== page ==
[ Parent ]
Define (none / 0) (#116)
by shrike7 on Thu Mar 28, 2002 at 08:35:31 AM EST

'crazy-wack-job left-winger.' Is it someone with ideas as nutty as the skinheads, or someone who appropriates their methods? Either way, I think you'd be able to find many more of the first definition-hell, I've been called similar things-and about as many of the second.
CXVI
[ Parent ]
Au contraire (4.50 / 8) (#37)
by karb on Wed Mar 27, 2002 at 11:26:32 AM EST

Proponents of the "spippery slope" argument need to put forward a realistic harm that could come about as a result of banning incitement to racial hatred.

No, that's not how it works in the U.S. The burden is on those who wish to limit speech.

The rules on obscenity are only that, in certain forums, it is not permitted. There is no overarching bar to obscenity. There is no precedent for banning obscene speech.

Also, I would posit that few americans agree with the european laws banning 'incitement to racial hatred'.
--
Who is the geek who would risk his neck for his brother geek?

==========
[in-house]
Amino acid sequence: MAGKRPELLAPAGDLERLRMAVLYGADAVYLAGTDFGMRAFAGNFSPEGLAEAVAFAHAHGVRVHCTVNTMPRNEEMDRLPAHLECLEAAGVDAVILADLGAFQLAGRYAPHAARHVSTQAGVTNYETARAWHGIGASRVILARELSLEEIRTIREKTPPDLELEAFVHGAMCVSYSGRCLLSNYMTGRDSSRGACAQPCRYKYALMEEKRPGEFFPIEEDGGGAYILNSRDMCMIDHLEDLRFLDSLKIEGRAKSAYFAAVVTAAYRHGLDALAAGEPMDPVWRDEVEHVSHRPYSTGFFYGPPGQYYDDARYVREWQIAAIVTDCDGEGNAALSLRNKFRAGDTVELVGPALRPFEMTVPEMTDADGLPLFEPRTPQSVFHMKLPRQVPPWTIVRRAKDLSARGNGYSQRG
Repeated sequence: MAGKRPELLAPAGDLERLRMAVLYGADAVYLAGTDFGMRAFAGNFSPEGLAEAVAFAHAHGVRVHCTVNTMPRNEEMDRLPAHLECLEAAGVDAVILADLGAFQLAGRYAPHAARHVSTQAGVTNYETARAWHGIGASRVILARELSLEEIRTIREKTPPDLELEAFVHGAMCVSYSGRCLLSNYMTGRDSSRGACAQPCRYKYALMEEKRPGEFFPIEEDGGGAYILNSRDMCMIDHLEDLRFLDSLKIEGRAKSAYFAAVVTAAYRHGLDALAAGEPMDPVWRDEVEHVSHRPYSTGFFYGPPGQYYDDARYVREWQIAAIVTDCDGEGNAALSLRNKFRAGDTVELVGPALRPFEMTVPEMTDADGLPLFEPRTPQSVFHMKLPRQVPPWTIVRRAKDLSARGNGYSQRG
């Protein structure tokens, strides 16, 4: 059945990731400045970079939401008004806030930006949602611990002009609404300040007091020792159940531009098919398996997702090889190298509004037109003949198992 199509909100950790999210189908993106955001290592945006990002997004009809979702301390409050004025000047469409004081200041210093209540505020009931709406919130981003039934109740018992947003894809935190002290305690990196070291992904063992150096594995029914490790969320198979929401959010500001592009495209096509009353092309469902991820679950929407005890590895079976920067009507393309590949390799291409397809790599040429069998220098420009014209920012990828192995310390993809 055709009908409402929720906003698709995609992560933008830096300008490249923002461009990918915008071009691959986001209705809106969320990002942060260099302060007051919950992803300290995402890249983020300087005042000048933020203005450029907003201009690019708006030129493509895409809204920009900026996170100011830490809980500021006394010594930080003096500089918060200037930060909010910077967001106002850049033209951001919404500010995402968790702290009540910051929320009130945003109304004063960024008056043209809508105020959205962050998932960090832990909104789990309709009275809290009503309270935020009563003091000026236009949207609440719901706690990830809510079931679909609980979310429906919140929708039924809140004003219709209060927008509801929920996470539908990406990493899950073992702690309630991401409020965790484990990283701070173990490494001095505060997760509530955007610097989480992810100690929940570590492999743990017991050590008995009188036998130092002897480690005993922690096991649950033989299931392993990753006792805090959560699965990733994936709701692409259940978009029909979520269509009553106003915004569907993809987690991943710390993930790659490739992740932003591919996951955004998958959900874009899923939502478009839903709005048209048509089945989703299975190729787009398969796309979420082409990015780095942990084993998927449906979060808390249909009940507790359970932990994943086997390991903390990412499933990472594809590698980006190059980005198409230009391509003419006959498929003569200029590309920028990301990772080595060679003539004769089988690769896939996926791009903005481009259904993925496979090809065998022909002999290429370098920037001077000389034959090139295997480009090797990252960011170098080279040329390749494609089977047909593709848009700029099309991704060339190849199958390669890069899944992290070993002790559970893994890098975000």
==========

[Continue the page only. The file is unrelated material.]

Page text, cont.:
Au contraire, bis (4.00 / 3) (#40)
by linca on Wed Mar 27, 2002 at 12:00:36 PM EST

There is no precedent for banning obscene speech.

Hays Code anyone?

Also, throughout the wolrd, including in the US, I believe there are laws regarding comics publications.



[ Parent ]
Hays Code (4.33 / 3) (#44)
by wiredog on Wed Mar 27, 2002 at 12:21:06 PM EST

It's not a law. It's something agreed to by (some of(ever read the "Fabulus Furry Freak Brothers"?))the comics publishers. So is the ratings code used by the MPAA. And the one used by the TV networks. The music industry has one too. So does the video game industry. But you can release unrated products in all those categories, and people do.